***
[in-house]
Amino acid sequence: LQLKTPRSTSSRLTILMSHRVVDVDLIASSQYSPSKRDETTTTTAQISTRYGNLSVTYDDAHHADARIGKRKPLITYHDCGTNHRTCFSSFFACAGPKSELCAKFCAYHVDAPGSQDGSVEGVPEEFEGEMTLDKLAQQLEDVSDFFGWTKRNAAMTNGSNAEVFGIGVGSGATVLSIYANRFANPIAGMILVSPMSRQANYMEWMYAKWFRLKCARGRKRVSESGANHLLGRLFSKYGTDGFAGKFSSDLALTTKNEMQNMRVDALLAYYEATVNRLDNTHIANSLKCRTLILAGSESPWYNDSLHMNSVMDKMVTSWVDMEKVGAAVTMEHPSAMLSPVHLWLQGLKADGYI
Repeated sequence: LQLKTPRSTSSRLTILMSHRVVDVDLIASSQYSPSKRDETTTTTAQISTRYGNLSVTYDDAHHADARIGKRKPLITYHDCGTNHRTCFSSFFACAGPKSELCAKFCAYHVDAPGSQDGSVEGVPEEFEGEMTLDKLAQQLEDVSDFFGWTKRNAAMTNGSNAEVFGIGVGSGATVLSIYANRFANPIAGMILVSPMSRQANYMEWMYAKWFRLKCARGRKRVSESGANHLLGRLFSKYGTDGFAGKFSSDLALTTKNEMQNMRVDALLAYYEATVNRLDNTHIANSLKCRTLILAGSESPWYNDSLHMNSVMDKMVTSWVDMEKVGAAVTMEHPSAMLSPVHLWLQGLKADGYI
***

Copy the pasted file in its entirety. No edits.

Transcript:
[in-house]
Amino acid sequence: LQLKTPRSTSSRLTILMSHRVVDVDLIASSQYSPSKRDETTTTTAQISTRYGNLSVTYDDAHHADARIGKRKPLITYHDCGTNHRTCFSSFFACAGPKSELCAKFCAYHVDAPGSQDGSVEGVPEEFEGEMTLDKLAQQLEDVSDFFGWTKRNAAMTNGSNAEVFGIGVGSGATVLSIYANRFANPIAGMILVSPMSRQANYMEWMYAKWFRLKCARGRKRVSESGANHLLGRLFSKYGTDGFAGKFSSDLALTTKNEMQNMRVDALLAYYEATVNRLDNTHIANSLKCRTLILAGSESPWYNDSLHMNSVMDKMVTSWVDMEKVGAAVTMEHPSAMLSPVHLWLQGLKADGYI
Repeated sequence: LQLKTPRSTSSRLTILMSHRVVDVDLIASSQYSPSKRDETTTTTAQISTRYGNLSVTYDDAHHADARIGKRKPLITYHDCGTNHRTCFSSFFACAGPKSELCAKFCAYHVDAPGSQDGSVEGVPEEFEGEMTLDKLAQQLEDVSDFFGWTKRNAAMTNGSNAEVFGIGVGSGATVLSIYANRFANPIAGMILVSPMSRQANYMEWMYAKWFRLKCARGRKRVSESGANHLLGRLFSKYGTDGFAGKFSSDLALTTKNEMQNMRVDALLAYYEATVNRLDNTHIANSLKCRTLILAGSESPWYNDSLHMNSVMDKMVTSWVDMEKVGAAVTMEHPSAMLSPVHLWLQGLKADGYI